Digital training is the future, while reskilling and upskilling remain key to develop and retain talents.
Brain drain, skill gaps, ageing population, etc. are all urging businesses to ramp up their investment in employee training and development (T&D) to equip their existing talent pool and ensure a sustainable talent pipeline, according to the latest survey published by the Hong Kong Institute of Human Resource Management (HKIHRM).
Even though the COVID-19 pandemic had induced sluggish economic recovery, the survey found that training enjoyed a revival over the past year. More than two-thirds (68%) of the responding organisations had a budget earmarked for employee training and development. The actual spending on training against employee total annual base salaries increased from 1.3% in 2020 to 1.9% in 2021, and the training budget against employee total annual base salaries also adjusted upwards from 2.5% to 2.8% from 2020 to 2021.
Furthermore, the average annual training hours per employee in Hong Kong rose to 14.1 in 2021 from 12.9 in 2020.
The business services/professional services sector was the only sector which exceeded the average, by a margin of 1 percentage point at 2.9%. The construction/real estate property development sector took second place at 1.9%, with the other sectors lagging behind.
“As the labour market was particularly impacted by brain drain due to the exodus of expat and local talents, a remarkable chunk T&D spending went to hiring their replacements and developing them to unleash their full potential," commented Dr. Chester Tsang, Executive Council Member of the HKIHRM and Co-chairperson of the Learning and Development Committee.
"The 'Great Resignation' phenomenon is here to stay, organisations are recommended to hike up their investment in T&D to equip their existing talent pool.”
The survey has identified three key trends in employee learning and development as follows.
Reskilling and upskilling are key to talent retention and succession planning
Of the 102 organisations which provided data in 2021, almost 50% (47%) of them stated that it was very important to reskill and upskill employees. Furthermore, 44% acknowledged that it was quite important to do so.
The top three benefits of reskilling and upskilling employees were:
- Prepare for organisation growth (82%)
- Promote talent retention (65%)
- Reduce skills gap (55%)
"As the local talent pool shrinks from factors such as emigration and an aging population, reskilling and upskilling to enable talent retention and succession planning are at the forefront of employers’ mind,” commented Dr. Barry Ip, Vice President of the HKIHRM and Co-chairperson of the Learning and Development Committee.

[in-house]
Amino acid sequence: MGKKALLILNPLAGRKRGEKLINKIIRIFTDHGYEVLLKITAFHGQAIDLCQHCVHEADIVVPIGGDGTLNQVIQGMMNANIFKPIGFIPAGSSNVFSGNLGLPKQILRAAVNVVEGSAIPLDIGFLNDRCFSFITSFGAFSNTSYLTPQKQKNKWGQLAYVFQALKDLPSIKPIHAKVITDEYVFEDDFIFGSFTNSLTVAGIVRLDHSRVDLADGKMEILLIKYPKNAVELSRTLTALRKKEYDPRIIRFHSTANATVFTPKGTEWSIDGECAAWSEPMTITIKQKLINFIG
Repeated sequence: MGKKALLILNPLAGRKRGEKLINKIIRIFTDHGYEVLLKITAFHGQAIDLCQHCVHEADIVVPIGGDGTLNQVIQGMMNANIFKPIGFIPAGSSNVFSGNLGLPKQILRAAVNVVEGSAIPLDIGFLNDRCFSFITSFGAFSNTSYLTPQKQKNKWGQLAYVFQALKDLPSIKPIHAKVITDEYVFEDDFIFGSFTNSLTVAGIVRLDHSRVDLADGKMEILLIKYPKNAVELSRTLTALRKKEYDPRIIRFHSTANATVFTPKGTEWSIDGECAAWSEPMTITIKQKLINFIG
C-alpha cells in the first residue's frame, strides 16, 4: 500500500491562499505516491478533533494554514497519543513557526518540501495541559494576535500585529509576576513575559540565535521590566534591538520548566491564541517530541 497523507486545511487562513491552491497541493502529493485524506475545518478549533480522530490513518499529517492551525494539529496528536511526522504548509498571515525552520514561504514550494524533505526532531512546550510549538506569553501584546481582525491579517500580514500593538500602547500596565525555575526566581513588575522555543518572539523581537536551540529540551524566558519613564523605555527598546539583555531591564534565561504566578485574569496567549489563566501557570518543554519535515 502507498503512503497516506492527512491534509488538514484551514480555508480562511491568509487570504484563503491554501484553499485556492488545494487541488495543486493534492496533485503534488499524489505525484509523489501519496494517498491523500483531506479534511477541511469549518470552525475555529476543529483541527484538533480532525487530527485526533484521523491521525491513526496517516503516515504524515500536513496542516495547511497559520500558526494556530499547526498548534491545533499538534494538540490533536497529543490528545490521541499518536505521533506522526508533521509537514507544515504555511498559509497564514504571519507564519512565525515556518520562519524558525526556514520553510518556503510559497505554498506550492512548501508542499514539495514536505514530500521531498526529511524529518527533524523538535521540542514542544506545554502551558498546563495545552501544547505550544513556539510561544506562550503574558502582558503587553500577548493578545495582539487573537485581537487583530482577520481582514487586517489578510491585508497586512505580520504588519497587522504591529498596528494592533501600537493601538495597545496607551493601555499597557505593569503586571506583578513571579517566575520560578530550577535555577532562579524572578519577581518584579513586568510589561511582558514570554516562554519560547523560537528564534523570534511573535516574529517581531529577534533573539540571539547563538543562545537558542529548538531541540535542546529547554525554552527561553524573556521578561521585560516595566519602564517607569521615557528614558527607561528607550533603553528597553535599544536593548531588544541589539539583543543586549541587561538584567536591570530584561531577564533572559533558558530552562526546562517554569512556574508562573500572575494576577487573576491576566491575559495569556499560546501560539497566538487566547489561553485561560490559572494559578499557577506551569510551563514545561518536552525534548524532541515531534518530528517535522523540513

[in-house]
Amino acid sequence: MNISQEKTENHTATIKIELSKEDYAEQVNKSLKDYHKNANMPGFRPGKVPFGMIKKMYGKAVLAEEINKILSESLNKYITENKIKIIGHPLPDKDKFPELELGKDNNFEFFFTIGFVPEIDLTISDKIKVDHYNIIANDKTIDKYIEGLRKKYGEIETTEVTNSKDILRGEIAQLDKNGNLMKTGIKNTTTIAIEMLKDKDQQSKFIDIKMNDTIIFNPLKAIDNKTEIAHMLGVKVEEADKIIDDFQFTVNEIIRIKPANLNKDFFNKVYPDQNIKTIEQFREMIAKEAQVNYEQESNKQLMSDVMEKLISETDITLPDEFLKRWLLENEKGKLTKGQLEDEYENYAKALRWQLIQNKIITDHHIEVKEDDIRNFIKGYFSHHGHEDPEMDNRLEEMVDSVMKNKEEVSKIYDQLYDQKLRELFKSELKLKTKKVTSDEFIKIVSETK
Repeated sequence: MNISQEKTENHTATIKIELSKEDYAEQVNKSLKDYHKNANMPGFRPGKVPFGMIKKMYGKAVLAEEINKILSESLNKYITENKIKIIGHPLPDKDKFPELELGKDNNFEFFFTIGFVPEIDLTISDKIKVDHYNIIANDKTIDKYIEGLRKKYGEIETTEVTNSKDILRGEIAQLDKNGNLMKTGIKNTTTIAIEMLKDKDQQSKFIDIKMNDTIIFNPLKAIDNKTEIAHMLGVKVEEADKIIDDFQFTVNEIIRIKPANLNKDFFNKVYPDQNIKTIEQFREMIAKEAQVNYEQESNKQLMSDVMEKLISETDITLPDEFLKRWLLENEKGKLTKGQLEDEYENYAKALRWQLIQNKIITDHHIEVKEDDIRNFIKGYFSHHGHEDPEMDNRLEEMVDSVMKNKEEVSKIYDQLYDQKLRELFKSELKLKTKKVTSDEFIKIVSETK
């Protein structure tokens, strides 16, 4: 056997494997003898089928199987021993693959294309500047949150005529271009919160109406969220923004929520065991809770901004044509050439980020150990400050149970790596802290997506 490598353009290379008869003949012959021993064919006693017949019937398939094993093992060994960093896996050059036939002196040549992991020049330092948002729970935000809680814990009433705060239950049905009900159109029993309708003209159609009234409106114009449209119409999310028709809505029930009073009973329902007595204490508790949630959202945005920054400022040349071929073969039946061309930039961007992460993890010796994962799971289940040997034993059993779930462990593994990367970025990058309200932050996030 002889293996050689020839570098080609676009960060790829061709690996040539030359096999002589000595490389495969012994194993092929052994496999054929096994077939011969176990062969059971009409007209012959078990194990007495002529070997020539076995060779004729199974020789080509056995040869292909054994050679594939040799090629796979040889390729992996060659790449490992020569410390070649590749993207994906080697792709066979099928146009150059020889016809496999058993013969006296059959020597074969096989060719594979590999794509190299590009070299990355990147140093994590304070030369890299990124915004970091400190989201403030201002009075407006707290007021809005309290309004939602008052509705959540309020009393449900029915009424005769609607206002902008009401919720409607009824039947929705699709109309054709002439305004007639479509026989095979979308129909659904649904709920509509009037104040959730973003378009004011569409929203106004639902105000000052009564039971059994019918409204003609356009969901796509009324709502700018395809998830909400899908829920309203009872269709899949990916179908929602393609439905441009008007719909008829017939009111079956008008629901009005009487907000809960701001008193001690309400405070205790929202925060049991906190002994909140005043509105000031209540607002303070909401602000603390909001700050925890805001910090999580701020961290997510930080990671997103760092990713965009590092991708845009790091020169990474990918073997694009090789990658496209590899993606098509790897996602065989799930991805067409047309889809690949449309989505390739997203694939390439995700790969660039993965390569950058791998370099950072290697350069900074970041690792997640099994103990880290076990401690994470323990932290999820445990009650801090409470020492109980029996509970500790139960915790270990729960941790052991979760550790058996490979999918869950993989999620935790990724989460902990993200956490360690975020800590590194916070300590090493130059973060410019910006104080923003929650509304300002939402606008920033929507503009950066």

Digital training is the future
The trend of organisations adopting digital learning technology continued to be particularly notable, with 94% of the 109 companies who provided data in 2021 partaking this trend. The figure far exceeded the mean of the past decade (65%), pointing towards the fact that digital training is the future.
Close to half (45%) of the companies which responded upped their spending on digital learning in 2021 compared with 2020, indicating the mass appeal of digital learning. Dr. Tsang considered that digital learning’s popularity was unwavering as work from home had become a permanent policy for many organisations across sectors.
"New trends in digital training from metaverse to boarding games will unlock new T&D strategies to heighten employees’ interest in learning,” he added.
The top three types of digital learning platforms were:
- Webinars/virtual classrooms (74%)
- Training videos (59%)
- Digital learning portal/e-library (48%)
However, the use of digital tools to deliver training did come with its fair share of challenges. The top three challenges were:
- Less interaction between trainer and staff (57%)
- Distractions (53%)
- Lack of networking interaction for participants (48%)
The pandemic gave rise to new learning contents
Of the 109 organisations which provided data in 2021, 81% acknowledged that the delivery of employee training was at least somewhat disrupted by the pandemic. Among all the responding companies, 64% introduced new learning contents in response to the COVID-19 outbreak.
The top three new learning contents introduced were:
- Health and safety during COVID-19 (64%)
- Supporting employees’ mental health (55%)
- Organising virtual class training (42%)
“The top three training areas for senior management were all in the strategic management category, reflecting that change and innovation topped organisations’ T&D agenda," said Dr. Ip.
"As the work environment was in a state of flux from factors such as the pandemic and the great resignation, how to develop company strategies in nimble response was a question the C-suite needed to answer well.”
Conducted from March to May 2022, HKIHRM's 2021 Training and Development Needs Survey covered 116 organisations across 20 business and industry sectors with 74,400 full-time employees approximately.
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